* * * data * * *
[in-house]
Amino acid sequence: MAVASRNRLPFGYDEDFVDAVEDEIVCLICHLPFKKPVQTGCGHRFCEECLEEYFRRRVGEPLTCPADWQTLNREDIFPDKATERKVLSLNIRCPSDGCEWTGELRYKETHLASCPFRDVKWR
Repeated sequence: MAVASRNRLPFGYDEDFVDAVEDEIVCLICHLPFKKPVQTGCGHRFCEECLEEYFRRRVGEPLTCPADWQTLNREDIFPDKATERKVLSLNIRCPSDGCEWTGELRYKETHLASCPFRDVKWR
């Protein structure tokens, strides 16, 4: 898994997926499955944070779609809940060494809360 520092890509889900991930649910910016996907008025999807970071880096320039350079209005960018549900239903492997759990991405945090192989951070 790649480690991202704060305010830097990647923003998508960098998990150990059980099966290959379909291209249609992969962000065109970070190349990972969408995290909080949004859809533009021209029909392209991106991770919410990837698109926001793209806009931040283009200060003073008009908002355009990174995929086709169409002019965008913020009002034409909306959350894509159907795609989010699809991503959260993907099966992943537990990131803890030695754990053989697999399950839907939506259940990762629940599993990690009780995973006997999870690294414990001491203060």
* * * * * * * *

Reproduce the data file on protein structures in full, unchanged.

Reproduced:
[in-house]
Amino acid sequence: MAVASRNRLPFGYDEDFVDAVEDEIVCLICHLPFKKPVQTGCGHRFCEECLEEYFRRRVGEPLTCPADWQTLNREDIFPDKATERKVLSLNIRCPSDGCEWTGELRYKETHLASCPFRDVKWR
Repeated sequence: MAVASRNRLPFGYDEDFVDAVEDEIVCLICHLPFKKPVQTGCGHRFCEECLEEYFRRRVGEPLTCPADWQTLNREDIFPDKATERKVLSLNIRCPSDGCEWTGELRYKETHLASCPFRDVKWR
């Protein structure tokens, strides 16, 4: 898994997926499955944070779609809940060494809360 520092890509889900991930649910910016996907008025999807970071880096320039350079209005960018549900239903492997759990991405945090192989951070 790649480690991202704060305010830097990647923003998508960098998990150990059980099966290959379909291209249609992969962000065109970070190349990972969408995290909080949004859809533009021209029909392209991106991770919410990837698109926001793209806009931040283009200060003073008009908002355009990174995929086709169409002019965008913020009002034409909306959350894509159907795609989010699809991503959260993907099966992943537990990131803890030695754990053989697999399950839907939506259940990762629940599993990690009780995973006997999870690294414990001491203060």